Slow performance and frequent crashes
As your computer ages, it often starts to feel like it’s running more slowly than when you first brought it home, whether because Windows slows down or the hard drive fills up and doesn’t access data as efficiently. But if your computer suddenly starts acting weird — it slows down, crashes frequently, seems to get hotter than usual while running — then that might be a sign that your computer has been hacked and is running malware. Malware is typically buggy and inefficient, which can lead to poor performance and lots of crashes.
Changes to your web browser
Did your web browser’s home page change without your permission? You might be hacked. Also, watch out for unexpected browser toolbars, plugins, and extensions, as well as a sudden increase in the number (and kind) of ads that your browser displays. Any of these are signs that you’ve lost exclusive control of your computer and hackers are installing malware in your browser.
Unusual webcam activity
Your webcam has a status light that comes on when it’s in use. If you see your webcam come to life unexpectedly — such as when you are not using any web chat software — it probably means you’ve been hacked. Criminals may turn on the camera to see if they can read passwords as you enter them on the keyboard or see other personal information.
How to prevent your computer from getting hacked
Even though there are serious risks from hackers, a few common sense and simple precautions can protect you from hacks like these.
- Keep your operating system up to date. First and foremost, make sure that your computer’s operating system is up to date. Modern PCs and Macs install updates automatically, so make sure you don’t pause, disable or interrupt that process. For best results, don’t power off your computer after hours; put it to sleep so updates can install automatically when you are not using it.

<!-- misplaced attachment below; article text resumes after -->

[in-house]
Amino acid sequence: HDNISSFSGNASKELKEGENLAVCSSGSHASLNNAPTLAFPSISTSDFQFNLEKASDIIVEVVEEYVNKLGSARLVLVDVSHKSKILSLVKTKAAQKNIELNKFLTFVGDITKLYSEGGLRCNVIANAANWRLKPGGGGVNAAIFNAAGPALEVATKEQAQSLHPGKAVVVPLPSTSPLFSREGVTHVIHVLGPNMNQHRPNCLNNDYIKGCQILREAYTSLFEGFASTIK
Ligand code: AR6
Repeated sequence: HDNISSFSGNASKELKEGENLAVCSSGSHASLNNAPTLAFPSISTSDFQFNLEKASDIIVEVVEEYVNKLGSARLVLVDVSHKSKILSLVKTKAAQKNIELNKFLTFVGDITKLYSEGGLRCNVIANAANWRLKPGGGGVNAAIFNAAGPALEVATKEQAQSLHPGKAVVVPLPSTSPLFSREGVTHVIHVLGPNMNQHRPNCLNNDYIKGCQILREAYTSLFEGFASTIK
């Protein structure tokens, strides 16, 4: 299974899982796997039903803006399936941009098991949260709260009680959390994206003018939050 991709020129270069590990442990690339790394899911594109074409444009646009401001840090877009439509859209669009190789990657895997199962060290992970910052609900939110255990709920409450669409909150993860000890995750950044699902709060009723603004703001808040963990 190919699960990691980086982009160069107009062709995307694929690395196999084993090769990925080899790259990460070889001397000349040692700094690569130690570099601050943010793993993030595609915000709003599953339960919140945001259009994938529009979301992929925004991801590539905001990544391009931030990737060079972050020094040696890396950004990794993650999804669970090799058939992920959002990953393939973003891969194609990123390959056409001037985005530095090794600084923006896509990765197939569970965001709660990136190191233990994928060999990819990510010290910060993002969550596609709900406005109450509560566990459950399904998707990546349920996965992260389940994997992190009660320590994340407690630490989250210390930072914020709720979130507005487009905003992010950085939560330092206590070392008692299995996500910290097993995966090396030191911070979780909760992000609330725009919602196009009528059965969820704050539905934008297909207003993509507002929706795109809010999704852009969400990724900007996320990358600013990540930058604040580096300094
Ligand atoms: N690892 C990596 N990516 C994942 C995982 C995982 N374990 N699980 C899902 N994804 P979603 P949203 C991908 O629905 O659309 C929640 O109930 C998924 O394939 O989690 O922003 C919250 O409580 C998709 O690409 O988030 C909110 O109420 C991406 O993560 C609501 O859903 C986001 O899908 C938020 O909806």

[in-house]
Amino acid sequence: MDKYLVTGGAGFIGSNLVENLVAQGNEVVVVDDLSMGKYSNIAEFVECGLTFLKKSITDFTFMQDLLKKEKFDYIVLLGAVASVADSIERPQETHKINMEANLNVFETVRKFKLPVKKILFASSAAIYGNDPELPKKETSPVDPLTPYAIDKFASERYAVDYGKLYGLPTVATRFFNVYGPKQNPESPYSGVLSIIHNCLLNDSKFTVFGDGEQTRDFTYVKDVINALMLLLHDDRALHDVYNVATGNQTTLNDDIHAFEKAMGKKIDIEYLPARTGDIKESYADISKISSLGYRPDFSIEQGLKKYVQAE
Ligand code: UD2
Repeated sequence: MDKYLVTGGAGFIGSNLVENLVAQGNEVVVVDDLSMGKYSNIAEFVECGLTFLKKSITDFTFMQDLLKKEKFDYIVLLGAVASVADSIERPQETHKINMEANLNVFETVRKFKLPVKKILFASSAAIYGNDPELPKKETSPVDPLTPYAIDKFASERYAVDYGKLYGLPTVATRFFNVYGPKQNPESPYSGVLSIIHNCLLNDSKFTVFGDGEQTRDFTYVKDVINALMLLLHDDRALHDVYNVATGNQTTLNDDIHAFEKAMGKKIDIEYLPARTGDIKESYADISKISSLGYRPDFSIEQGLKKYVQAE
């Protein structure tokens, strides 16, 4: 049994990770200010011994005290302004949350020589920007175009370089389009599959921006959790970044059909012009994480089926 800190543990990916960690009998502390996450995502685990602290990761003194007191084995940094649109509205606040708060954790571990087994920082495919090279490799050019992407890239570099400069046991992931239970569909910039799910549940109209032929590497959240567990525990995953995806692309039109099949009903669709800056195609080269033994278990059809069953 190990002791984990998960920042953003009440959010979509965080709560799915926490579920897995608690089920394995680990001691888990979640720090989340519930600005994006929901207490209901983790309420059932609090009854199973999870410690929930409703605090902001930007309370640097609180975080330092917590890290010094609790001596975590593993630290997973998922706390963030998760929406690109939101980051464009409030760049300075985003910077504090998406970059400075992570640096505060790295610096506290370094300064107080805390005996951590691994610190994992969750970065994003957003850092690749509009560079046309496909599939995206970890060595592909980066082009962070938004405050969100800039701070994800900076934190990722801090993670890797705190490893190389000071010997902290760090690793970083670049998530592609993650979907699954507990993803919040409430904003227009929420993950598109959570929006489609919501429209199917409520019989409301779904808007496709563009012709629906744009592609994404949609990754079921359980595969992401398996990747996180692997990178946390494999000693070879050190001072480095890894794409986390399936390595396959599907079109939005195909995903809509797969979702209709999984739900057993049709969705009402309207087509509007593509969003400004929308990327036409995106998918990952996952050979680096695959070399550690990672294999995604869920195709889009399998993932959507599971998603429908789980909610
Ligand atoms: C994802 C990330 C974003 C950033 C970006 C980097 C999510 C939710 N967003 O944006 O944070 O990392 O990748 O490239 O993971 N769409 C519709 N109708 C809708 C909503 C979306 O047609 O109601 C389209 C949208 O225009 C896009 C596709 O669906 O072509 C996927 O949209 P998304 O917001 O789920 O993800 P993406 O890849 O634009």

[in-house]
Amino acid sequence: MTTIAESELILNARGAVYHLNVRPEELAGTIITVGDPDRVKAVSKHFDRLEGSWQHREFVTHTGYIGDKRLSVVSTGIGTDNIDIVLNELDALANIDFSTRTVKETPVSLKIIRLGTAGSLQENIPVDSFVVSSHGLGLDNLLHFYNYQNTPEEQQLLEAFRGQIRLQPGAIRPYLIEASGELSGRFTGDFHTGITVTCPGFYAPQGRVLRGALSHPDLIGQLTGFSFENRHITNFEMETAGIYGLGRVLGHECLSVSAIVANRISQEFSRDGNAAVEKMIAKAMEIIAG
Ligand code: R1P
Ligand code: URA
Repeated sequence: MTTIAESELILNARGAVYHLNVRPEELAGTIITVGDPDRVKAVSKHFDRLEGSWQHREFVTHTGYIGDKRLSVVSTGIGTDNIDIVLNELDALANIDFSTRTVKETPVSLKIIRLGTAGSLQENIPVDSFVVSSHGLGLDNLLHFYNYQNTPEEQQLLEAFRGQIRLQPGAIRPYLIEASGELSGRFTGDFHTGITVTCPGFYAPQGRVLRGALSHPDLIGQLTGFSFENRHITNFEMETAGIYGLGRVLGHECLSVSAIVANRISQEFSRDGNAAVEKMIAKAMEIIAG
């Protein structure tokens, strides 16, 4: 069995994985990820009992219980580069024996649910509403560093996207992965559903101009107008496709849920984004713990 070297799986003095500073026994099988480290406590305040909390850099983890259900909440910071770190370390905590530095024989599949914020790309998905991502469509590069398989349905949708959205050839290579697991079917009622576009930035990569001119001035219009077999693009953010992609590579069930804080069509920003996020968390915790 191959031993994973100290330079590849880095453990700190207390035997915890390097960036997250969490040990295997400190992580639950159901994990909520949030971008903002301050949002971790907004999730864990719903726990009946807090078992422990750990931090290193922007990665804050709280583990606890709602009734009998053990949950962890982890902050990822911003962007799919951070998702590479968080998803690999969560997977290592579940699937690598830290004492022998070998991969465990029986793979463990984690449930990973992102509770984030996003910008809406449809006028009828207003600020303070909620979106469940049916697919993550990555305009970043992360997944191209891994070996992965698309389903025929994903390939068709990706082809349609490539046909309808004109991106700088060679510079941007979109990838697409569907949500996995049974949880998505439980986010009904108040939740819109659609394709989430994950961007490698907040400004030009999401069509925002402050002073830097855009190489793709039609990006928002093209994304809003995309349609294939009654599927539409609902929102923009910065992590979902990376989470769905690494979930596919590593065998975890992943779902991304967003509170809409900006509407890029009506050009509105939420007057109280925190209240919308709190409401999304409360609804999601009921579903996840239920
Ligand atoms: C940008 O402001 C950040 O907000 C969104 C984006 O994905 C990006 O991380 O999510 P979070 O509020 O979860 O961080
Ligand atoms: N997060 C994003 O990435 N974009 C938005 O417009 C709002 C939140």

- Run antimalware software. Every computer should have antimalware and firewall software installed and kept up to date automatically. You don’t need an expensive third-party antivirus app; as long as you use the Windows Defender software that comes with Windows or XProtect for the Mac, you should be adequately protected.
- Always use strong passwords. When you create accounts for apps and services, always use strong and unique passwords. That means not repeating the same password on multiple accounts — if your online storage account is compromised, for example, hackers shouldn’t be able to use that login info to get into your banking app. And a strong password is a long string of numbers, letters, and symbols.
- Implement two-factor authentication (2FA). No matter how good your password is, take advantage of two-factor authentication for any app or service that offers it. This keeps someone who cracks your credentials from being able to access your account without having physical access to the device (like your phone) that you use for authentication. Any kind of 2FA is good, but using an authenticator app that generates one-time codes every time you want to log in is especially secure.
- Don’t use public or unsecured WiFi. Most public WiFi networks are unsecured, which means your data can be intercepted while you’re online. Avoid using public WiFi, but if you must be especially wary of logging into services that require entering a password for access, and in particular avoid using banking and financial services.